(The Living Church) Leander Harding on the Witness of the German Church amidst Nazi persecution

The German Church’s accommodation of the Nazi regime reveals an appalling failure of basic Christian preaching and teaching. In [Edmund] Schlink’s understanding the failure of the churches was not so much caused by the persecution as revealed by it. “The forces outside the church showed up what was real in the life of these churches, and what was only an empty shell” (p. 100).

By God’s grace an astonishing renewal of the Church occurred as well. “The renewal began when the Church recognized the enemy’s attack as the hand of God ”¦ and when resistance to injustice became at the same time an act of repentance and of submission to the mighty hand of God” (p. 100). As the contrast with anti-Christian propaganda became more intense “the Church’s ears were re-opened to the Word of God. ”¦ But at the same time God’s Word challenged us, questioned the reality of our own religion, and forced us to recognize God simply and solely in His Word….”

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Posted in * Christian Life / Church Life, * Culture-Watch, * International News & Commentary, Church History, Ethics / Moral Theology, Europe, Germany, History, Ministry of the Laity, Ministry of the Ordained, Parish Ministry, Pastoral Theology, Religion & Culture, Theology, Theology: Scripture

(USA Today) Army delays alcohol program

Despite high rates of alcohol abuse, the Army has delayed for nearly three years a plan to offer all soldiers access to confidential counseling for drinking problems, a move that leaders in alcohol abuse treatment say is a mistake.

The Army began a pilot program in 2009 for confidential treatment, but it continues debating what to do next because of a high dropout rate.

One in four GIs now have a drinking problem, and alcohol has been linked to record numbers of suicides, sexual assaults and domestic abuse cases, Army research shows.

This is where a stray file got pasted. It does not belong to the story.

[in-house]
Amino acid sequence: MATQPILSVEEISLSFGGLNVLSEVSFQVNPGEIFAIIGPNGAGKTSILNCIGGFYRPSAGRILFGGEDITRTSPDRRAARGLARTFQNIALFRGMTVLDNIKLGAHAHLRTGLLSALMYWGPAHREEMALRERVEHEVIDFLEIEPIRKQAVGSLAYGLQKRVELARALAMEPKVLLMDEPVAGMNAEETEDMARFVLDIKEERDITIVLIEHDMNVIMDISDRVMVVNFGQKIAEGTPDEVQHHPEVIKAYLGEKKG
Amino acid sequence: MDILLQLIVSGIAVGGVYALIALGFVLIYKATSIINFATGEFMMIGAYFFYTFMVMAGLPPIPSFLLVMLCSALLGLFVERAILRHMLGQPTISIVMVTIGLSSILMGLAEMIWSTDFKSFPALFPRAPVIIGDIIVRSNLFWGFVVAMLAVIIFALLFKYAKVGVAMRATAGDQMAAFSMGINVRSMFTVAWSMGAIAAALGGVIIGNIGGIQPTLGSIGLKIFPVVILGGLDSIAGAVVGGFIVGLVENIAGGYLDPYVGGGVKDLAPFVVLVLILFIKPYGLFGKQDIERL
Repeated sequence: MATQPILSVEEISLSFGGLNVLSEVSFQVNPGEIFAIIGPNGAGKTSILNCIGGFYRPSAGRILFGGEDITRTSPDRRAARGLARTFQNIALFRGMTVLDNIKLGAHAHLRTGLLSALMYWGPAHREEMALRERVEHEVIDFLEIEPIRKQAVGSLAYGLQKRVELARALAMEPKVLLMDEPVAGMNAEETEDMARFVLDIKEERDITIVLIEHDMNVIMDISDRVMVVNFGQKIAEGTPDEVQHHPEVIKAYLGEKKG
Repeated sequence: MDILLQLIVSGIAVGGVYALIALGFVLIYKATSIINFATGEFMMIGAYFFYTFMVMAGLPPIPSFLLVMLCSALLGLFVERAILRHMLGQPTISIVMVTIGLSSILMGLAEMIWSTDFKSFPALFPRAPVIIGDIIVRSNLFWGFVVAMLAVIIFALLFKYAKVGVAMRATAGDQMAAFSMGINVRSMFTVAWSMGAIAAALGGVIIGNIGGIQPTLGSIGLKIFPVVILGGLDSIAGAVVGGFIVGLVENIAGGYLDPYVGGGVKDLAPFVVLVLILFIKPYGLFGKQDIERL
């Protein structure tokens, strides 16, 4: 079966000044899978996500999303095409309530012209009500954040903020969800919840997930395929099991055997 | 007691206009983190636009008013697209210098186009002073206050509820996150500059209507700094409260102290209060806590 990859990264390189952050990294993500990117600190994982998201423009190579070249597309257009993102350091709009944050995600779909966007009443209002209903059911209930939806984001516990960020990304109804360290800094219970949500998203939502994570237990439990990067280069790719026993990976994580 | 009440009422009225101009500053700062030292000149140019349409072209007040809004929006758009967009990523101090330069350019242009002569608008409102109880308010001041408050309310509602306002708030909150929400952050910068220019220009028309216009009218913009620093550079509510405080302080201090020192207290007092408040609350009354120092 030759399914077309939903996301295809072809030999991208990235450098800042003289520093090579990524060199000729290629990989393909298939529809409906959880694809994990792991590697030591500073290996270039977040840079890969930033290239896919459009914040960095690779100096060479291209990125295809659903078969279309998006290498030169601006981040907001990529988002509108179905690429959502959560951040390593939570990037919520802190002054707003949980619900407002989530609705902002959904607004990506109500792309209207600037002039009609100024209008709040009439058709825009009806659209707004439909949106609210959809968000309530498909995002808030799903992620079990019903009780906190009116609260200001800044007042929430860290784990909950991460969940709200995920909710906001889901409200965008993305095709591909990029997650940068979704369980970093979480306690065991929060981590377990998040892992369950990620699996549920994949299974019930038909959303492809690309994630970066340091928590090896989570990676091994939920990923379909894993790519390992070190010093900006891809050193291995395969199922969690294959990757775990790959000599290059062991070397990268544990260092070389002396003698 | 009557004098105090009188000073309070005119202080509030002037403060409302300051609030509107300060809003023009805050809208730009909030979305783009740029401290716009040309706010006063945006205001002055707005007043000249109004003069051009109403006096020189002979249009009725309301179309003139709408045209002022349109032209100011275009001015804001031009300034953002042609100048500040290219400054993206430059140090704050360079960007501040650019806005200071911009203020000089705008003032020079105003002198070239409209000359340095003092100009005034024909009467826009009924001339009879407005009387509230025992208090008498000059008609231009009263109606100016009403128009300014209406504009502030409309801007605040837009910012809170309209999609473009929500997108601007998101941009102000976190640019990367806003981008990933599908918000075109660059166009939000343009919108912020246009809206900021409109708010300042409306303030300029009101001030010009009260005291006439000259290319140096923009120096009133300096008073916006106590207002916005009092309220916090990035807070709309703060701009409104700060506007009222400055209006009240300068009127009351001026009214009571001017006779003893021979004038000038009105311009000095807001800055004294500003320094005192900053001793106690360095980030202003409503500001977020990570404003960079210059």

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Posted in * Culture-Watch, * Economics, Politics, Alcohol/Drinking, Children, Defense, National Security, Military, Marriage & Family, Military / Armed Forces, Psychology

The Full Text of the Email Interchange Between Jeffrey John and the Times' Ruth Gledhill

(Please note that the original blog thread on this was there–KSH).

Of course the procreation of children by two same-sex partners is not possible. But the Church has never seen procreation as a necessity for marriage, and so has always married partners past the age of childbearing. Even in Genesis the first reason given why God created Eve is not childbearing but because ”˜God saw that it was not good for man to be alone’. While the Prayer Book states that marriage was ordained first for ”˜the procreation of children’ the modern marriage service begins by emphasising the quality of relationship between marriage partners ”˜that they shall be united with one another in heart, body and mind.’

So same-sex monogamy seems to me to be spiritually indistinguishable from a marriage between two people who are unable to have children together. Admitting same sex couples to marriage would extend the sacrament, not undermine it. Like the Church’s decision to admit women to the sacrament of ordination, it is a lot less revolutionary than it seems at first sight. The ordination of women has not fundamentally changed the priesthood, but has extended and enriched it. The same would be true of extending the sacrament of marriage to people of the same sex. It is not the physical gender of the people involved that matters, but the quality of their commitment and their response to the call of God.